These are some of the most critical provisions in the current climate. Getting all citizens easy access to the vote, and letting them pick their representatives rather than allowing politicians to pick their voters by rigging the redistricting process, are quite high on the list indeed. While Manchin shied away somewhat from the For the People Act's anti-corruption proposals—though he does back enhanced disclosure requirements for political spending—it's this kind of thing that was enough to earn Stacey Abrams's stamp of approval. And Barack Obama's.
It also earned some praise from Colorado Secretary of State Jena Griswold, who chairs the Democratic Association of Secretaries of State. "Some of the provisions not in Manchin's list that I think are crucial are election day registration, absentee voting, restoration of the voting rights of people with past felonies, stopping discriminatory voter purges," she said in a phone call last week. "But again, I think we're going in the right direction."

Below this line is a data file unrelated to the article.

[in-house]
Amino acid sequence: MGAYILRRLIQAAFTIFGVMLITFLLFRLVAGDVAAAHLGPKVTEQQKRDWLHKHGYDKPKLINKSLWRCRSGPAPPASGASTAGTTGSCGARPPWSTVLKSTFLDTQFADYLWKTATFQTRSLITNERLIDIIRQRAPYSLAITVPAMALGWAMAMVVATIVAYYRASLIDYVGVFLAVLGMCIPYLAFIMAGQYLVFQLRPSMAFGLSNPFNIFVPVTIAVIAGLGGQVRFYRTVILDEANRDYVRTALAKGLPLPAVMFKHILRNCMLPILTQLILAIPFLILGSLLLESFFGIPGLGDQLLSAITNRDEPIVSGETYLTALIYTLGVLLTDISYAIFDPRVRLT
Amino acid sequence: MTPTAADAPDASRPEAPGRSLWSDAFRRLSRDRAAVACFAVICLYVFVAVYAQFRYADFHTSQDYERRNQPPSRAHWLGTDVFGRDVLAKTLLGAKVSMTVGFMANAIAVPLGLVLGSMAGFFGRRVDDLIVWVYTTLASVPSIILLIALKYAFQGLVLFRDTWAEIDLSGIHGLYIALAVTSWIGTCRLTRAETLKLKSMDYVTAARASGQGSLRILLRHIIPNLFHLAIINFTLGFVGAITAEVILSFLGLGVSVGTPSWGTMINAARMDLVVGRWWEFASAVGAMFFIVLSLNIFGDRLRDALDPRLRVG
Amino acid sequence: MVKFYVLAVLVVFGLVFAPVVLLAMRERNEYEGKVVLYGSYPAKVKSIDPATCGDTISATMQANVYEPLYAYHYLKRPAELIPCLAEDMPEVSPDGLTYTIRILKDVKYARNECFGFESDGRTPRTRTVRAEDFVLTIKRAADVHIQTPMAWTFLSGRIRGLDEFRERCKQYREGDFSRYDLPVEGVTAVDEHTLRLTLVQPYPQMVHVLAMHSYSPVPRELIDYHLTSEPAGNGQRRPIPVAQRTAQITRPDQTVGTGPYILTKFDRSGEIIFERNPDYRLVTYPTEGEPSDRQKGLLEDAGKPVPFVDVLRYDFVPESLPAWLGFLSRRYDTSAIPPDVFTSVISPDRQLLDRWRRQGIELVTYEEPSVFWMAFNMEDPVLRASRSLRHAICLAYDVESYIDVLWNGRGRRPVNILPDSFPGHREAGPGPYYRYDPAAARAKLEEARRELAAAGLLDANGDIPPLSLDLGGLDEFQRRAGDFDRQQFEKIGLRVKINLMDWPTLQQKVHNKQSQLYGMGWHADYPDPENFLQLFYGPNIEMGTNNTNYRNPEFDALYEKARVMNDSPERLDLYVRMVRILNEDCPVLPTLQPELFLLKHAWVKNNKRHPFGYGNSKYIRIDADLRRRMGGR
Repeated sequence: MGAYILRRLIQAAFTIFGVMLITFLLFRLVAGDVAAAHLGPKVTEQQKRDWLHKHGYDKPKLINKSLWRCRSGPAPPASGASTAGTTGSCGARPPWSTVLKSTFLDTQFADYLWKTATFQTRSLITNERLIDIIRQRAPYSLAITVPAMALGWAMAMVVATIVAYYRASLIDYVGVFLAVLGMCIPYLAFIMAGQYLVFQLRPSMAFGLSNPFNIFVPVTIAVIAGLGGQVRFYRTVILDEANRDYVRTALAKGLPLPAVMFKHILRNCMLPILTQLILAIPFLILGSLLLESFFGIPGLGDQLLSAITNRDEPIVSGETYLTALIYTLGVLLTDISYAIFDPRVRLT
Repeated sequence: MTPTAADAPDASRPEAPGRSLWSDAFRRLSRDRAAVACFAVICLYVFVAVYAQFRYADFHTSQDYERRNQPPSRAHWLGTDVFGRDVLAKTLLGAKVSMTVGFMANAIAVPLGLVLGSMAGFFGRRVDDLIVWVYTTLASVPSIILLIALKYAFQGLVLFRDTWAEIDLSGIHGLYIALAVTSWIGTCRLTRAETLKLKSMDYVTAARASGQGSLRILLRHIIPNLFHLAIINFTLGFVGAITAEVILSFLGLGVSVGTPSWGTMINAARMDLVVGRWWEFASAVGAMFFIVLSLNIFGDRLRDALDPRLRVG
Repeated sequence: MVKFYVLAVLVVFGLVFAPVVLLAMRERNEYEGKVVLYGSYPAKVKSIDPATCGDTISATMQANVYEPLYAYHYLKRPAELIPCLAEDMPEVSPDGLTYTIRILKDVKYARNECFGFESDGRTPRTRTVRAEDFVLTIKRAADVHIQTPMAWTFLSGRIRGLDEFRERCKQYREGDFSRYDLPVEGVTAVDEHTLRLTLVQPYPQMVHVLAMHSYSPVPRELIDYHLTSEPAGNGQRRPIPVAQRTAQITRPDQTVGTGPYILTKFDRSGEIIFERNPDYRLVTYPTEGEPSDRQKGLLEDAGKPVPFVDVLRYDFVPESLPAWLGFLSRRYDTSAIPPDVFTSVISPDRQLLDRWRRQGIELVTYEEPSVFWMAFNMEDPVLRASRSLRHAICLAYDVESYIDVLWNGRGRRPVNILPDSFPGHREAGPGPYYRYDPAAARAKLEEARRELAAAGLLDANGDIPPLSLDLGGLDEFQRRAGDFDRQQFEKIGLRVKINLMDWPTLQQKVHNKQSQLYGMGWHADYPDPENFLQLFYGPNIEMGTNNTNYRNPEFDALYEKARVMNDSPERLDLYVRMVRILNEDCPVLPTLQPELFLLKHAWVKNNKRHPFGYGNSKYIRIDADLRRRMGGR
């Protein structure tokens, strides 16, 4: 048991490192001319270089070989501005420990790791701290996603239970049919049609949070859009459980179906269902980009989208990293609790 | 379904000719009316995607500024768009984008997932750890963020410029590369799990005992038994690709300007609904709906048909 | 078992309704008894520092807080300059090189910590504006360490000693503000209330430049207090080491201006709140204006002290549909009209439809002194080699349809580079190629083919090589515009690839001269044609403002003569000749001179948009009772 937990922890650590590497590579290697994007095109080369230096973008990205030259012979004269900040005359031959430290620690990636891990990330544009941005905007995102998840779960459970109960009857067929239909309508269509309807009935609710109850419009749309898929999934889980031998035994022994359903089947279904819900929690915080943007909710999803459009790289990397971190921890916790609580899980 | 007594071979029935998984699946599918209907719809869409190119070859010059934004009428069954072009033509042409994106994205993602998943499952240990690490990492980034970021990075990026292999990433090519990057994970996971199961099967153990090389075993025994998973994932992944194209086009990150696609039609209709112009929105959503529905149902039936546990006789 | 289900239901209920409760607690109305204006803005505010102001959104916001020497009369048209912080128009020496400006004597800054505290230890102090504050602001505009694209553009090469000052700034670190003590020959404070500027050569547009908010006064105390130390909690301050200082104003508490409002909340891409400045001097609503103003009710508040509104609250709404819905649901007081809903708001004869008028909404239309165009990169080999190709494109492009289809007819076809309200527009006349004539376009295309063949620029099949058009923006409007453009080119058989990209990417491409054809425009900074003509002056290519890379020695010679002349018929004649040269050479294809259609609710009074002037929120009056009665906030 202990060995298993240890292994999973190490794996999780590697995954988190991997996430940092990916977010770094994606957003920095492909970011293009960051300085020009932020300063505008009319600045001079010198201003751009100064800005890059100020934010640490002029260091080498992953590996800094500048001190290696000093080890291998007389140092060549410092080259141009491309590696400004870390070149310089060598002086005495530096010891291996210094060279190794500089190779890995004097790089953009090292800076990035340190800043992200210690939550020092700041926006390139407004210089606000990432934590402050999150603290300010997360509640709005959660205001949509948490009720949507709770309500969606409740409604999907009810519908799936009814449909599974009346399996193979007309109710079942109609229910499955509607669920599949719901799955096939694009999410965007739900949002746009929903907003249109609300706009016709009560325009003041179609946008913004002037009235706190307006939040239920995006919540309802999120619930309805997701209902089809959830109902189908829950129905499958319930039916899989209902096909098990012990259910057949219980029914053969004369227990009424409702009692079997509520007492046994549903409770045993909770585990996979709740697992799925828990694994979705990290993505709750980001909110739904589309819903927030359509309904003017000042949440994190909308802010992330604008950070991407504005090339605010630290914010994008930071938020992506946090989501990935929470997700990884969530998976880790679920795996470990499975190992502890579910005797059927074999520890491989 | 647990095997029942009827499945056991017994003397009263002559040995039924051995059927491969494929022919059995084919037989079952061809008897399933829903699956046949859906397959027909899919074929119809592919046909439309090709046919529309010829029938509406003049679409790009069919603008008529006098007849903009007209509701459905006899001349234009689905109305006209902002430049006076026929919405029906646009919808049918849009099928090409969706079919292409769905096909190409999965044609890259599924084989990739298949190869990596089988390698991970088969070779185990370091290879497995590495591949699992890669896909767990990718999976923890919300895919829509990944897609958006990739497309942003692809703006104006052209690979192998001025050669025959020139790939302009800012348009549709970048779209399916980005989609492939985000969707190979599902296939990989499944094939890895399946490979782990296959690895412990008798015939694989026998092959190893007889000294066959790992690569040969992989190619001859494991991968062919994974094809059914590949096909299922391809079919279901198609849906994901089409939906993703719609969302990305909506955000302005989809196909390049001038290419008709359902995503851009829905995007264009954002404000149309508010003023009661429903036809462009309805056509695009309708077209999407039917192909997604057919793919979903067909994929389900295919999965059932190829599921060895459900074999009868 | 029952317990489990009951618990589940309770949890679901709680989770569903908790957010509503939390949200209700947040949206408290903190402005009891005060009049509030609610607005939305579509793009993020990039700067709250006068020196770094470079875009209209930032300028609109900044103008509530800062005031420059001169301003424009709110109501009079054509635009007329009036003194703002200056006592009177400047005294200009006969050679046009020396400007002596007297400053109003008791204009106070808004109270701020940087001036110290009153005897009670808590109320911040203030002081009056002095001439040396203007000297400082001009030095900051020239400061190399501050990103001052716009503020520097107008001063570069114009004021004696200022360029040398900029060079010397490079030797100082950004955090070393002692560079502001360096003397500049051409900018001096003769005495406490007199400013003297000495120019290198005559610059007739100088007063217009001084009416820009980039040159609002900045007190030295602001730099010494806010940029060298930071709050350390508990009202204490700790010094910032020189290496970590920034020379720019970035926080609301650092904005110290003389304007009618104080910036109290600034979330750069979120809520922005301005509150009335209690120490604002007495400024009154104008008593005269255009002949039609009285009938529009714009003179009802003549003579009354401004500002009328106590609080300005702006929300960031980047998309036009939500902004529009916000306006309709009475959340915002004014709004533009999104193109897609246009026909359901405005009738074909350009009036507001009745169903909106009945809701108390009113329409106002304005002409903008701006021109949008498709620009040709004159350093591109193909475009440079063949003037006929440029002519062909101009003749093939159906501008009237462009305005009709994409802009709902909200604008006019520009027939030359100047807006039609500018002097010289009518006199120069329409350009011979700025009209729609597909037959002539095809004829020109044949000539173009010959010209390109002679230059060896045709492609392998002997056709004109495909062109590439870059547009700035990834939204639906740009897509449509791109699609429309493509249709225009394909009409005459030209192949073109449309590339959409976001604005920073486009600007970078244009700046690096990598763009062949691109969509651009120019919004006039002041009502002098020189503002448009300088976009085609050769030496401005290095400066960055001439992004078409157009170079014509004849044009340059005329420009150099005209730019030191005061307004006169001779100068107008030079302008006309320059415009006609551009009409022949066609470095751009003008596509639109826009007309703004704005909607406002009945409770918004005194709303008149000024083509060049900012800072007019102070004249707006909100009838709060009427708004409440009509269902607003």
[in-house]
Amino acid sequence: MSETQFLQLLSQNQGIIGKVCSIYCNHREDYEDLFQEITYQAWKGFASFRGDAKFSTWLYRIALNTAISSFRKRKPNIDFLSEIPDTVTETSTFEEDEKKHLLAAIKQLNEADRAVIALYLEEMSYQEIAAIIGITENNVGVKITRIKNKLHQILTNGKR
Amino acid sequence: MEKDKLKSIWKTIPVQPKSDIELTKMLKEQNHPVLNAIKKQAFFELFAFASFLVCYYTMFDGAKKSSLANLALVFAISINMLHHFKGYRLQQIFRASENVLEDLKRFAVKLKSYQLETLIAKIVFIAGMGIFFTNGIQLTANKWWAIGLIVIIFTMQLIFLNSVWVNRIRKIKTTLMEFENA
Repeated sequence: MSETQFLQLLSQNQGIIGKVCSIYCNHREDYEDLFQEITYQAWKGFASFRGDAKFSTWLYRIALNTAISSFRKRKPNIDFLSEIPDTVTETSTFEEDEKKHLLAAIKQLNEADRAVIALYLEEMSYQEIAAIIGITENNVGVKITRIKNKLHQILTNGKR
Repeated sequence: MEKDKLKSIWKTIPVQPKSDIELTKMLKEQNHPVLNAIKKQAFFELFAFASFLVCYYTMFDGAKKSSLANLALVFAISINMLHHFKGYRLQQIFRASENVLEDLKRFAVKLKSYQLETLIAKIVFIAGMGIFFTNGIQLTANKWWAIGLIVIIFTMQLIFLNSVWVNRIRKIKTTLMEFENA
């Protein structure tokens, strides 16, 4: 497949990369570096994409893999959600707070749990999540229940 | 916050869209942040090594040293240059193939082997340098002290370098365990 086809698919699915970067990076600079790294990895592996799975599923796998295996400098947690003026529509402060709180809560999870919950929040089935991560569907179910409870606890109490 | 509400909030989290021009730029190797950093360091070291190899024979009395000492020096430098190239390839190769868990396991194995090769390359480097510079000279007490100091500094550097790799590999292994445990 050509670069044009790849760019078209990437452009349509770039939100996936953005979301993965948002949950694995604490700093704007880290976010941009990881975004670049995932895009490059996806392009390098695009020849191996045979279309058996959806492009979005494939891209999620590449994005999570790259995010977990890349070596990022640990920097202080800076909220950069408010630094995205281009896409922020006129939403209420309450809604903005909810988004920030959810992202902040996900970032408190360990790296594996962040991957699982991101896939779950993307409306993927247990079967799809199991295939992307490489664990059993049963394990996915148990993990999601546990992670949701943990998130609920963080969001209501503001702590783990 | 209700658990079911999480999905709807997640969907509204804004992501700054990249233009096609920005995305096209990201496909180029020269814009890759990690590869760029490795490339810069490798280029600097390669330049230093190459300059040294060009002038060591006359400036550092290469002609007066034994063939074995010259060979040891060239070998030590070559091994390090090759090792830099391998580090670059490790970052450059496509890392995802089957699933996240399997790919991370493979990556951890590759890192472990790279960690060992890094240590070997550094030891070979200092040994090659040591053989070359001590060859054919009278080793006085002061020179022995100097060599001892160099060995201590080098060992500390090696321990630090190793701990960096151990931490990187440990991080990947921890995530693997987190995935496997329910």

Congressman John Sarbanes, the original sponsor of H.R. 1, was similarly upbeat: "As Senator Manchin said, 'Inaction is not an option. That's our mantra in the weeks ahead. I look forward to working with leaders in our caucus to bring the For the People Act across the finish line."
There are some Manchin proposals that have garnered less enthusiasm from Democrats and their activist allies, including his backing of voter-ID requirements and (possibly) the kinds of purges of state voter rolls that have become more prominent over the last decade. However, as Silver pointed out, the scholarship on the subject has raised questions about just how damaging voter-ID laws are in practice. Also, Manchin's proposal allows for more flexibility for voters trying to prove their eligibility. They could, in his framework, use a utility bill with their name and address, which would cut down on the opportunity cost of seeking an ID. Moreover, the voter-rolls language Manchin used was not particularly definitive, and as Secretary of State Griswold put it: "Having clean voter rolls is important. Keeping voter rolls up to date is important, it saves money, it ensures ballots are going to the right spot." It's targeting specific voters along racial or class lines for purging that leads to corrupt elections, which Manchin's language doesn't particularly point towards: